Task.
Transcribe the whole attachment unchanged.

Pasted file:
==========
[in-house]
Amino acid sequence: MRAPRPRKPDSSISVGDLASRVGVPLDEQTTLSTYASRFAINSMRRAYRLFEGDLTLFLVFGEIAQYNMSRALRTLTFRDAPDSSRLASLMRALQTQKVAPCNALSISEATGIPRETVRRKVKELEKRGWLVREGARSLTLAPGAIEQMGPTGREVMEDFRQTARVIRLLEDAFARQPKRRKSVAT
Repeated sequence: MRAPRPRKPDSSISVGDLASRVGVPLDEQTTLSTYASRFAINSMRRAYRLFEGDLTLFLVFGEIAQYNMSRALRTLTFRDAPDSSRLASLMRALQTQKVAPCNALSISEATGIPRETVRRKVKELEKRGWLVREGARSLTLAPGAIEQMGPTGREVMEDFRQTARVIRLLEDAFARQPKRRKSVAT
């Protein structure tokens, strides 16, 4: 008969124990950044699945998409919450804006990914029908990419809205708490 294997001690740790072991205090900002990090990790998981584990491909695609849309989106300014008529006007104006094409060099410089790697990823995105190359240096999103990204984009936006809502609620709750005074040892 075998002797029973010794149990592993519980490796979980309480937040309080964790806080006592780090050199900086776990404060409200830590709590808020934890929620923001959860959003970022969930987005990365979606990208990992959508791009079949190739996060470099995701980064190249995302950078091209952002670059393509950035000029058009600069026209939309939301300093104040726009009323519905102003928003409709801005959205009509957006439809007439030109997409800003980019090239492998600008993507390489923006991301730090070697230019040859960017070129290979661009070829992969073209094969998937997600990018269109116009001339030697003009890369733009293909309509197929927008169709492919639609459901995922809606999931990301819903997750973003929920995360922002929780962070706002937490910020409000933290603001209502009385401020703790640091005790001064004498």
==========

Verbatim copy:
[in-house]
Amino acid sequence: MRAPRPRKPDSSISVGDLASRVGVPLDEQTTLSTYASRFAINSMRRAYRLFEGDLTLFLVFGEIAQYNMSRALRTLTFRDAPDSSRLASLMRALQTQKVAPCNALSISEATGIPRETVRRKVKELEKRGWLVREGARSLTLAPGAIEQMGPTGREVMEDFRQTARVIRLLEDAFARQPKRRKSVAT
Repeated sequence: MRAPRPRKPDSSISVGDLASRVGVPLDEQTTLSTYASRFAINSMRRAYRLFEGDLTLFLVFGEIAQYNMSRALRTLTFRDAPDSSRLASLMRALQTQKVAPCNALSISEATGIPRETVRRKVKELEKRGWLVREGARSLTLAPGAIEQMGPTGREVMEDFRQTARVIRLLEDAFARQPKRRKSVAT
């Protein structure tokens, strides 16, 4: 008969124990950044699945998409919450804006990914029908990419809205708490 294997001690740790072991205090900002990090990790998981584990491909695609849309989106300014008529006007104006094409060099410089790697990823995105190359240096999103990204984009936006809502609620709750005074040892 075998002797029973010794149990592993519980490796979980309480937040309080964790806080006592780090050199900086776990404060409200830590709590808020934890929620923001959860959003970022969930987005990365979606990208990992959508791009079949190739996060470099995701980064190249995302950078091209952002670059393509950035000029058009600069026209939309939301300093104040726009009323519905102003928003409709801005959205009509957006439809007439030109997409800003980019090239492998600008993507390489923006991301730090070697230019040859960017070129290979661009070829992969073209094969998937997600990018269109116009001339030697003009890369733009293909309509197929927008169709492919639609459901995922809606999931990301819903997750973003929920995360922002929780962070706002937490910020409000933290603001209502009385401020703790640091005790001064004498």